Pittsford man gets two DUIs in one day | News

A Pittsford man is facing criminal charges after police said he was stopped while driving under the influence of alcohol in West Rutland on Feb. 16, 2020, and then a second time, about eight hours later, in Castleton where police said he was driving after drinking again.

Randall J. Reynolds, 26, was arraigned Monday in Rutland criminal court on one felony count of driving while under the influence of alcohol from one docket and one felony count of driving while under the influence of alcohol and one felony count of refusing to submit to an evidentiary test from a second docket.

In both dockets, the charges against Reynolds, who pleaded not guilty to all the charges, were modified because he had previous convictions for similar charges. According to a police affidavit, Reynolds has two convictions for driving while under the influence of alcohol from September 2014 and December 2014.

While Reynolds was cited to appear in court in 2020, Ian Sullivan, chief state’s attorney for Rutland County, said he believed the cases were scheduled just around the same time COVID restriction were enacted by the Judiciary which may have delayed Reynolds’ appearance.

Reynolds was released on Monday on both dockets without bail but ordered not to drive and not to buy, possess or drink any alcohol.

The charge in the first docket is based on an affidavit written by Officer Kyle Goodrich, of the Castleton Police Department, who said he was asked on Feb. 16, 2020, around 10:45 am to respond to Creek Road by the Lake Bomoseen fishing access. Goodrich said Vermont Fish and Wildlife Warden Rob Sterling requested an officer help him with screening a man who Sterling believed was impaired.

Goodrich said Bomoseen was frozen over at the time, although open for ice fishing, and the suspect, later identified as Reynolds, had been seen driving a 2000 Honda Civic on the frozen surface of the lake in a “reckless manner.”

Goodrich said Reynolds agreed to participate in field sobriety tests. According to Goodrich, the tests indicated Reynolds might be impaired.

The affidavit said Reynolds first declined to give a breath sample but changed his mind when Goodrich said he planned to arrest Reynolds based on the results of the field sobriety tests. According to the affidavit, the preliminary breath test indicated Reynolds’ blood alcohol content was 0.184% at 11:20 am, more than twice the legal limit of 0.08% for driving in Vermont.

After being arrested, Reynolds was taken to the Castleton police station to be processed. Goodrich said at the station, Reynolds said he didn’t want to provide a breath sample but agreed to a blood draw.

Reynolds was taken to Rutland Regional Medical Center for a blood draw and released to his girlfriend, the affidavit said.

Goodrich said he got the results from the Vermont Forensics Laboratory of the analysis of Reynolds’ blood on March 4, 2020, which indicated his blood alcohol content was 0.144% around 2 pm Feb. 16, 2020.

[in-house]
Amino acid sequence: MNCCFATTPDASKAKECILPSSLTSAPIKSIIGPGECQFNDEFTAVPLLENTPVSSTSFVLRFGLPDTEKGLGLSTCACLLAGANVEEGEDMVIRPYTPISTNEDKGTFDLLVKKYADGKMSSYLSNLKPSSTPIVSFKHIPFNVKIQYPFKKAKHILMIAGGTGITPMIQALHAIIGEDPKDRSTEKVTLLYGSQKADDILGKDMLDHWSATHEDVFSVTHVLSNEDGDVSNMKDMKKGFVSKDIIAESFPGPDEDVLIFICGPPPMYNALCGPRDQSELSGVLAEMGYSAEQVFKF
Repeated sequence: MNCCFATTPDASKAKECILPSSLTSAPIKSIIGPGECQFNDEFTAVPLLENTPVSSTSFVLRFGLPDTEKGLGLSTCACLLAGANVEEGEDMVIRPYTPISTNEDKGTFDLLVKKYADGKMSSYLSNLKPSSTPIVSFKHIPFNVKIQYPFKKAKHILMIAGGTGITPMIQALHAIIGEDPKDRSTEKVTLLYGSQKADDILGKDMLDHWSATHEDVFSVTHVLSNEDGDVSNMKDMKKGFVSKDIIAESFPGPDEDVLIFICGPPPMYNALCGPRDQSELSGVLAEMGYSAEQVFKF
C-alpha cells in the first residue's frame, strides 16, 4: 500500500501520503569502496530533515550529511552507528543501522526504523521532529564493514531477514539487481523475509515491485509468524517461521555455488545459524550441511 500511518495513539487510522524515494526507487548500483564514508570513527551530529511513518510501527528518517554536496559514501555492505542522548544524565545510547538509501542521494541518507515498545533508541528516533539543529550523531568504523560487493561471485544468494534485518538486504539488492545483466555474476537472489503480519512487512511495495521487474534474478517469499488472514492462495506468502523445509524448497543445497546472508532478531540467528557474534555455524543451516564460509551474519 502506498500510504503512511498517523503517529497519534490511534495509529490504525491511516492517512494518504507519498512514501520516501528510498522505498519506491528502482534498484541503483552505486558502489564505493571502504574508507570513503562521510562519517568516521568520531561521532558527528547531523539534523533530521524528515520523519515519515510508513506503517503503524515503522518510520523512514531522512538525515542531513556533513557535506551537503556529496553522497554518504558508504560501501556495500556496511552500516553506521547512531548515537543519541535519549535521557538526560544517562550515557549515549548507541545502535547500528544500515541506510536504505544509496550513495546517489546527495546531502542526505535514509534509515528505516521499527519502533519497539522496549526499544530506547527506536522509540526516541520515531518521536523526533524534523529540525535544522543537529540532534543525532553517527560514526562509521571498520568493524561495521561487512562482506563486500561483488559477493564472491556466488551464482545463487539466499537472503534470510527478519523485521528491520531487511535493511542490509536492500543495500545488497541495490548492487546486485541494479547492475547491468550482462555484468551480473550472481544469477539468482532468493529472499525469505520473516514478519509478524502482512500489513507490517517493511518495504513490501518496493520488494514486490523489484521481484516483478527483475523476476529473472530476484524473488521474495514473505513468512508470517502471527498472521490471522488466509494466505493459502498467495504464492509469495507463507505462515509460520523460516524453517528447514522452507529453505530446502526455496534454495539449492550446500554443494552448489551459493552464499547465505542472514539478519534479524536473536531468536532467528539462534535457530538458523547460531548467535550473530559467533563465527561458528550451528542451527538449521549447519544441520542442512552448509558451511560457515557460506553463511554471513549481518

The charges in the second docket are based on an affidavit written by Deputy Kamuran Karakus of the Rutland County Sheriff’s Department, who said he responded to the Stuart’s Shop gas station in West Rutland around 5:20 pm Feb. 16, 2020.

Karakus said Goodrich told him that he had stopped Reynolds. He said Goodrich told him of the earlier encounter he had with Reynolds, which included a citation for driving while impaired. Karakus said Goodrich had requested other officers respond because he was off-duty and in his personal vehicle at the time.

Reynolds girlfriend, Annya J. Lamothe, 34, told police she had been driving Reynolds, but because of mechanical problems, which she feared made his Civic unsafe, she got out and drove with a friend instead.

Karakas said Reynolds agreed to perform field sobriety tests. He said Reynolds was not able to maintain his balance when asked to walk in a straight line and turn, and said Reynolds told him, when Karakas asked him to walk in a straight line, “No (expletive) chance I can do that.”

The affidavit said that Reynolds gave a preliminary breath sample that indicated his blood alcohol content around 5:30 pm was 0.21%.

Karakas said he took Reynolds back to the Castleton police station because the facilities in Rutland City and at the Rutland barracks of the Vermont State Police were not available.

During the trip, Karakas wrote in the affidavit, Reynolds told him about his earlier encounter with Goodrich including his trip to Rutland Regional for a blood draw.

(Reynolds) mentioned that he thought he was good to drive since he was released back from the hospital. (Reynolds) mentioned that he went back to Lake Bomoseen for more ice fishing,” Karakas wrote in the affidavit.

Reynolds told Karakas that his car was continually overheating so he stopped at Stewart’s for antifreeze where he was approached by Goodrich.

At the Castleton police station, Reynolds was asked to provide an evidentiary breath sample but Karakas said Reynolds was not blowing into the device properly. He said when he explained what Reynolds needed to do, Reynolds said “he was not going to do that because he knew ‘that was bad for him.'”

In a separate affidavit, Goodrich said he had seen Reynolds driving his Honda on Feb. 16, 2020, while he was off-duty. He said the car was being driven erratically so he followed him from the Stewart’s and spoke to Reynolds and Lamothe before calling for assistance from on-duty law-enforcement officers.

All three of the charges against Reynolds are punishable by up to five years in jail if he is convicted.

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